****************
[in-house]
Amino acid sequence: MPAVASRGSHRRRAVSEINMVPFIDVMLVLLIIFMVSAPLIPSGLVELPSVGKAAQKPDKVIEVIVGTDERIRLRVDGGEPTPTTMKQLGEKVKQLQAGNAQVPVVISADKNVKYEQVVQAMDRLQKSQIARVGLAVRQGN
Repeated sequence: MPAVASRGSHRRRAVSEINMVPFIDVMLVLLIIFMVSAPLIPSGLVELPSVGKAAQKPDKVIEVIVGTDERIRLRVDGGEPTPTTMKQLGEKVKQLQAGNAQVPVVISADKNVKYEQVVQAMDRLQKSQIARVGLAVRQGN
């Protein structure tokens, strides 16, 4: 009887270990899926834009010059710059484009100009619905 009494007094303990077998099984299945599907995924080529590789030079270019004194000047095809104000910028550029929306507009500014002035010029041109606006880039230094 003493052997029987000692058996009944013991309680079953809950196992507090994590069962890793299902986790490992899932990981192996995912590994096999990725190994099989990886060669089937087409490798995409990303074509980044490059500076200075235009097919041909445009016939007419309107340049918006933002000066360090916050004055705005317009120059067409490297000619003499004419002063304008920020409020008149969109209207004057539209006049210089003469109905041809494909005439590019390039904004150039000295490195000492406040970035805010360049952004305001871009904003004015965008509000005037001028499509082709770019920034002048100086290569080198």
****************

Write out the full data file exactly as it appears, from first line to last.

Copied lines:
[in-house]
Amino acid sequence: MPAVASRGSHRRRAVSEINMVPFIDVMLVLLIIFMVSAPLIPSGLVELPSVGKAAQKPDKVIEVIVGTDERIRLRVDGGEPTPTTMKQLGEKVKQLQAGNAQVPVVISADKNVKYEQVVQAMDRLQKSQIARVGLAVRQGN
Repeated sequence: MPAVASRGSHRRRAVSEINMVPFIDVMLVLLIIFMVSAPLIPSGLVELPSVGKAAQKPDKVIEVIVGTDERIRLRVDGGEPTPTTMKQLGEKVKQLQAGNAQVPVVISADKNVKYEQVVQAMDRLQKSQIARVGLAVRQGN
């Protein structure tokens, strides 16, 4: 009887270990899926834009010059710059484009100009619905 009494007094303990077998099984299945599907995924080529590789030079270019004194000047095809104000910028550029929306507009500014002035010029041109606006880039230094 003493052997029987000692058996009944013991309680079953809950196992507090994590069962890793299902986790490992899932990981192996995912590994096999990725190994099989990886060669089937087409490798995409990303074509980044490059500076200075235009097919041909445009016939007419309107340049918006933002000066360090916050004055705005317009120059067409490297000619003499004419002063304008920020409020008149969109209207004057539209006049210089003469109905041809494909005439590019390039904004150039000295490195000492406040970035805010360049952004305001871009904003004015965008509000005037001028499509082709770019920034002048100086290569080198």